2008 Student Research Conference:
21st Annual Student Research Conference

Inter-Religious Dialogue as Understood by Tillich and Lindbeck
Christopher J. Pivirotto
Dr. David Murphy, Faculty Mentor

In Marc Boss’s essay, "Religious Diversity: From Tillich to Lindbeck and Back," Boss outlines theologian George Lindbeck’s critique of Paul Tillich’s apologetic approach to theology in Lindbeck’s book The Nature of Doctrine (1984). Lindbeck claims that this approach to theology may no longer be adequate. Lindbeck calls for a fundamentally different approach to theology in which religions are to be compared to "semiotic systems that have to be interpreted on the basis of their internal consistency and not on their conformity to neutral and universal standards of justification." Lindbeck’s postliberal-antifoundational approach to religion is, self-admittedly, highly contextual. I intend to show that Tillich was at least open to this breakdown of inter-communication. Based upon this approach people in general "may have incommensurable notions of truth, of experience, and of categorical adequacy, and therefore also of what it would mean for something to be most important (i.e., 'God')."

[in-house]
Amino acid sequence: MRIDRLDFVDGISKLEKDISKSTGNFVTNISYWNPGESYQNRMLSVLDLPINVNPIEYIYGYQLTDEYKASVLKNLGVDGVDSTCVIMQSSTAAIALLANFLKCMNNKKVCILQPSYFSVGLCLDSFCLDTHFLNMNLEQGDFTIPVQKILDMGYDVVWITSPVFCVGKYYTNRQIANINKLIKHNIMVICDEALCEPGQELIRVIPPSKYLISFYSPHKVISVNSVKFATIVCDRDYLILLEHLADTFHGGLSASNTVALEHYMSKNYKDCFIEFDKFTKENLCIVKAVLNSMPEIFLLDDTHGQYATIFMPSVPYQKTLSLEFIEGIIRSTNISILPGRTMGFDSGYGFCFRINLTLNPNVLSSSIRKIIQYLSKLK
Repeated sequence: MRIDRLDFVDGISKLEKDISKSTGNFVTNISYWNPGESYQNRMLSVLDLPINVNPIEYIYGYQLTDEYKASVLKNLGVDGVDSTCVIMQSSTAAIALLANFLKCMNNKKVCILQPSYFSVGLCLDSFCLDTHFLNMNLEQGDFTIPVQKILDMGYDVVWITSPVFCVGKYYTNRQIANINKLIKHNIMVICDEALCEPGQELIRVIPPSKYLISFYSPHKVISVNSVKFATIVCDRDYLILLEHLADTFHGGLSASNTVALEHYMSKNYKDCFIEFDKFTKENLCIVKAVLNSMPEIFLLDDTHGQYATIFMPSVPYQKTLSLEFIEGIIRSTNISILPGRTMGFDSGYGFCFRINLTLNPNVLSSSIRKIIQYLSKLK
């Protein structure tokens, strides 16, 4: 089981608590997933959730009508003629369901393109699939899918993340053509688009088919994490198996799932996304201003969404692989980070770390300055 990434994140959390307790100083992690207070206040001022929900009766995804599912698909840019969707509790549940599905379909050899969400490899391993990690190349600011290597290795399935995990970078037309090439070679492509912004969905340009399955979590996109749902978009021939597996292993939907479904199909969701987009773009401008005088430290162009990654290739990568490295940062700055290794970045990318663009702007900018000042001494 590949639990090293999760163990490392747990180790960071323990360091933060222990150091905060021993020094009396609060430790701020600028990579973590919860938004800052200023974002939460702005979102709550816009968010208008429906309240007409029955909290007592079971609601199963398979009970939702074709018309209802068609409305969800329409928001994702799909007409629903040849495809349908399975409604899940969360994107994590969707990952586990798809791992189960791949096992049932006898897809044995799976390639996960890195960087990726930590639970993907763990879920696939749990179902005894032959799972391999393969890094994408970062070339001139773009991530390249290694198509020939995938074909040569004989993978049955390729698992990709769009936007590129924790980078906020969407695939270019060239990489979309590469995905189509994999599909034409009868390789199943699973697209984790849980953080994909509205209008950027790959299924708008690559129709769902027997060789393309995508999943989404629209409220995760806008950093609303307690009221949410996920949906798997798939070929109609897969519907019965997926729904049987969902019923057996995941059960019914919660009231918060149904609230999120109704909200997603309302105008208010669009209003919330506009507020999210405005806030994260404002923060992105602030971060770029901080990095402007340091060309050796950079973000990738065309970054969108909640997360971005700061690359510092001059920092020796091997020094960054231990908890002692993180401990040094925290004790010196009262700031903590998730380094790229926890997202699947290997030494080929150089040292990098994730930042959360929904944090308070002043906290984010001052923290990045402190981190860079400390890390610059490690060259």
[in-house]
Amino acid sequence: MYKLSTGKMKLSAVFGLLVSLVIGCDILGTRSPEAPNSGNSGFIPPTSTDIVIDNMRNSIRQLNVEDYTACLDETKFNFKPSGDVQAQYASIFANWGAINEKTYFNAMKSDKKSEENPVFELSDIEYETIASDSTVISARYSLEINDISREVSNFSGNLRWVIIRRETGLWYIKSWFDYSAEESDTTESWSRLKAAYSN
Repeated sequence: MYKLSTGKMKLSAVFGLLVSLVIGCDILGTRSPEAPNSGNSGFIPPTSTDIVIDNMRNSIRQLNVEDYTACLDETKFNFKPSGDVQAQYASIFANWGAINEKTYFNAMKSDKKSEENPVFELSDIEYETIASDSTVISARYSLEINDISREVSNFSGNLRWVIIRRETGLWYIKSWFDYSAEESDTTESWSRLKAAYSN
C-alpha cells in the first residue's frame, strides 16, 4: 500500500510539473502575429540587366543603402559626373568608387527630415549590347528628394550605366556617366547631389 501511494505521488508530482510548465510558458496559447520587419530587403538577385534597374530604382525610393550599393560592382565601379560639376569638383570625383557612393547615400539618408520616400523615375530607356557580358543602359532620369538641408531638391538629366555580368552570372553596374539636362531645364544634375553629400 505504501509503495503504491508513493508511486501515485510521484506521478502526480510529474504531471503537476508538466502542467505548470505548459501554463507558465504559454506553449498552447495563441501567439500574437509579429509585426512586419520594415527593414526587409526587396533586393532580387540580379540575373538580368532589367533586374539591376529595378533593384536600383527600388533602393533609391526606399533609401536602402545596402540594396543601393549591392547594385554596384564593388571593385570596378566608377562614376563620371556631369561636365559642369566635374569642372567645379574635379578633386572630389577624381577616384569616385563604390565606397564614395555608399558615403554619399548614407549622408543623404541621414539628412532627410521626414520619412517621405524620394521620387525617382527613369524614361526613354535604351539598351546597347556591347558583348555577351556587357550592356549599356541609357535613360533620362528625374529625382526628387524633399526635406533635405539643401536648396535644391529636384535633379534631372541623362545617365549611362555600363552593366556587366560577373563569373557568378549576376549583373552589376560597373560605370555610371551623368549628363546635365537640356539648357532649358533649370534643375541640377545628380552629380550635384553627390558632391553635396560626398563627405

Topic(s):Philosophy & Religion

Presentation Type: Oral Paper

Session: 54-3
Location: VH 1212
Time: 3:15

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